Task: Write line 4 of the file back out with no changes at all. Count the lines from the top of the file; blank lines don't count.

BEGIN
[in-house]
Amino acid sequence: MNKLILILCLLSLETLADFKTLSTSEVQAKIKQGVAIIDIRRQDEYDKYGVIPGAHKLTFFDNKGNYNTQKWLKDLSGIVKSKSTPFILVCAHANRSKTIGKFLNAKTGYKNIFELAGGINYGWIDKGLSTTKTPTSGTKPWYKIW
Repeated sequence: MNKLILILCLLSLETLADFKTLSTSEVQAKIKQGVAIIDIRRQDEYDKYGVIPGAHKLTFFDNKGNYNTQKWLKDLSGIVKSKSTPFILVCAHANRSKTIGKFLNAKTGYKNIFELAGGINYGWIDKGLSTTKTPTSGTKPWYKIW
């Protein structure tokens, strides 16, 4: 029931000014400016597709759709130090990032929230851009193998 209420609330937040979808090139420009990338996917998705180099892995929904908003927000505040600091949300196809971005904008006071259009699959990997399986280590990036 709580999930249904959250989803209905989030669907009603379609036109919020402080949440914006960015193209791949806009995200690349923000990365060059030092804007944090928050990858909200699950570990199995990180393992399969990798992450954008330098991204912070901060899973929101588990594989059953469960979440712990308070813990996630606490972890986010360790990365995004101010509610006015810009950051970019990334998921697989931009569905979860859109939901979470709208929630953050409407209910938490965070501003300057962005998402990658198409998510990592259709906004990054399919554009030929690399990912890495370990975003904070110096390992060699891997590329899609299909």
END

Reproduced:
């Protein structure tokens, strides 16, 4: 029931000014400016597709759709130090990032929230851009193998 209420609330937040979808090139420009990338996917998705180099892995929904908003927000505040600091949300196809971005904008006071259009699959990997399986280590990036 709580999930249904959250989803209905989030669907009603379609036109919020402080949440914006960015193209791949806009995200690349923000990365060059030092804007944090928050990858909200699950570990199995990180393992399969990798992450954008330098991204912070901060899973929101588990594989059953469960979440712990308070813990996630606490972890986010360790990365995004101010509610006015810009950051970019990334998921697989931009569905979860859109939901979470709208929630953050409407209910938490965070501003300057962005998402990658198409998510990592259709906004990054399919554009030929690399990912890495370990975003904070110096390992060699891997590329899609299909």